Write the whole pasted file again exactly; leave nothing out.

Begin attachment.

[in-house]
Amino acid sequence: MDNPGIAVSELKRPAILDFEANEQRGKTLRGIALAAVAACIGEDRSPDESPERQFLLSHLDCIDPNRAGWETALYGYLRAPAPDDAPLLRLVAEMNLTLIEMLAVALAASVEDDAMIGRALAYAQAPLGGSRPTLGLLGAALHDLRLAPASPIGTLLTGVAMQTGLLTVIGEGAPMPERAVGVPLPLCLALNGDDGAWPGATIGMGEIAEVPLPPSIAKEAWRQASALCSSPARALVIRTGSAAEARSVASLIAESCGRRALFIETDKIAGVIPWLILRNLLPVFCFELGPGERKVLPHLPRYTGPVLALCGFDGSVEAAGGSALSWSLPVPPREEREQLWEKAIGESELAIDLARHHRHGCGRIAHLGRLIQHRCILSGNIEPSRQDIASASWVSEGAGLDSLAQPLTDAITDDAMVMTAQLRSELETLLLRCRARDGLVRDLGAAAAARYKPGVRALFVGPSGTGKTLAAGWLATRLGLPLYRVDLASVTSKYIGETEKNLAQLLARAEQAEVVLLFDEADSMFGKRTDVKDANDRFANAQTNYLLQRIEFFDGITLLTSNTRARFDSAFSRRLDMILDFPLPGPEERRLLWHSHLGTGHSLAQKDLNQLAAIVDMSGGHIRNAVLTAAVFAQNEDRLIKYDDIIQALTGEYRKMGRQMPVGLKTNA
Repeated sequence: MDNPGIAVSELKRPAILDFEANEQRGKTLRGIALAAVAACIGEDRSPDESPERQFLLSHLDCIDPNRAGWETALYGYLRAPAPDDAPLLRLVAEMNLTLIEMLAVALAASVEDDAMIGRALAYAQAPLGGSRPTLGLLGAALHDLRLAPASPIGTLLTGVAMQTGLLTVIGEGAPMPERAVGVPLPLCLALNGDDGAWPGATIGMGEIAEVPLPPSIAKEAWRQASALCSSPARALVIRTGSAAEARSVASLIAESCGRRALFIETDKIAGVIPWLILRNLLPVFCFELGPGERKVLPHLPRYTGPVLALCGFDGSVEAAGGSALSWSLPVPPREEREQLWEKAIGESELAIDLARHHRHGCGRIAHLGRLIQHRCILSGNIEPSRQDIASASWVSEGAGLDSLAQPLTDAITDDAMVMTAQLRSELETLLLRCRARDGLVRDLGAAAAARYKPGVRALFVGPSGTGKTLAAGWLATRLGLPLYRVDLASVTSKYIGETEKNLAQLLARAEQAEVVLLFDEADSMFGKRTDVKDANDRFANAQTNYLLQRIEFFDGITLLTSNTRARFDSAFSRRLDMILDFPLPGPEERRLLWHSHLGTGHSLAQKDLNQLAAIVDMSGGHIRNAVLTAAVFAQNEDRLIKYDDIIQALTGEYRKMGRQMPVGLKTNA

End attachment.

[in-house]
Amino acid sequence: MDNPGIAVSELKRPAILDFEANEQRGKTLRGIALAAVAACIGEDRSPDESPERQFLLSHLDCIDPNRAGWETALYGYLRAPAPDDAPLLRLVAEMNLTLIEMLAVALAASVEDDAMIGRALAYAQAPLGGSRPTLGLLGAALHDLRLAPASPIGTLLTGVAMQTGLLTVIGEGAPMPERAVGVPLPLCLALNGDDGAWPGATIGMGEIAEVPLPPSIAKEAWRQASALCSSPARALVIRTGSAAEARSVASLIAESCGRRALFIETDKIAGVIPWLILRNLLPVFCFELGPGERKVLPHLPRYTGPVLALCGFDGSVEAAGGSALSWSLPVPPREEREQLWEKAIGESELAIDLARHHRHGCGRIAHLGRLIQHRCILSGNIEPSRQDIASASWVSEGAGLDSLAQPLTDAITDDAMVMTAQLRSELETLLLRCRARDGLVRDLGAAAAARYKPGVRALFVGPSGTGKTLAAGWLATRLGLPLYRVDLASVTSKYIGETEKNLAQLLARAEQAEVVLLFDEADSMFGKRTDVKDANDRFANAQTNYLLQRIEFFDGITLLTSNTRARFDSAFSRRLDMILDFPLPGPEERRLLWHSHLGTGHSLAQKDLNQLAAIVDMSGGHIRNAVLTAAVFAQNEDRLIKYDDIIQALTGEYRKMGRQMPVGLKTNA
Repeated sequence: MDNPGIAVSELKRPAILDFEANEQRGKTLRGIALAAVAACIGEDRSPDESPERQFLLSHLDCIDPNRAGWETALYGYLRAPAPDDAPLLRLVAEMNLTLIEMLAVALAASVEDDAMIGRALAYAQAPLGGSRPTLGLLGAALHDLRLAPASPIGTLLTGVAMQTGLLTVIGEGAPMPERAVGVPLPLCLALNGDDGAWPGATIGMGEIAEVPLPPSIAKEAWRQASALCSSPARALVIRTGSAAEARSVASLIAESCGRRALFIETDKIAGVIPWLILRNLLPVFCFELGPGERKVLPHLPRYTGPVLALCGFDGSVEAAGGSALSWSLPVPPREEREQLWEKAIGESELAIDLARHHRHGCGRIAHLGRLIQHRCILSGNIEPSRQDIASASWVSEGAGLDSLAQPLTDAITDDAMVMTAQLRSELETLLLRCRARDGLVRDLGAAAAARYKPGVRALFVGPSGTGKTLAAGWLATRLGLPLYRVDLASVTSKYIGETEKNLAQLLARAEQAEVVLLFDEADSMFGKRTDVKDANDRFANAQTNYLLQRIEFFDGITLLTSNTRARFDSAFSRRLDMILDFPLPGPEERRLLWHSHLGTGHSLAQKDLNQLAAIVDMSGGHIRNAVLTAAVFAQNEDRLIKYDDIIQALTGEYRKMGRQMPVGLKTNA